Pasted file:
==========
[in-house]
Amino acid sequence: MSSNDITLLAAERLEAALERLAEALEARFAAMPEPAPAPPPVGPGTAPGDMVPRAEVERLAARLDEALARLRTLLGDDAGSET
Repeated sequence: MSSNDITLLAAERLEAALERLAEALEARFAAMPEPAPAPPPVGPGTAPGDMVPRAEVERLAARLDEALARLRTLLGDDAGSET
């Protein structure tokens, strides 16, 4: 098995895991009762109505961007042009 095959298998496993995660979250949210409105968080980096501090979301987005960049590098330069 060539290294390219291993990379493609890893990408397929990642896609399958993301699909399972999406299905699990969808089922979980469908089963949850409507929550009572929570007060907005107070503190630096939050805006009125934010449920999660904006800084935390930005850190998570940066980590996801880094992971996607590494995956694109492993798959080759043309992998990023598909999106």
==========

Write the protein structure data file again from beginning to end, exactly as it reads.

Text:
[in-house]
Amino acid sequence: MSSNDITLLAAERLEAALERLAEALEARFAAMPEPAPAPPPVGPGTAPGDMVPRAEVERLAARLDEALARLRTLLGDDAGSET
Repeated sequence: MSSNDITLLAAERLEAALERLAEALEARFAAMPEPAPAPPPVGPGTAPGDMVPRAEVERLAARLDEALARLRTLLGDDAGSET
């Protein structure tokens, strides 16, 4: 098995895991009762109505961007042009 095959298998496993995660979250949210409105968080980096501090979301987005960049590098330069 060539290294390219291993990379493609890893990408397929990642896609399958993301699909399972999406299905699990969808089922979980469908089963949850409507929550009572929570007060907005107070503190630096939050805006009125934010449920999660904006800084935390930005850190998570940066980590996801880094992971996607590494995956694109492993798959080759043309992998990023598909999106």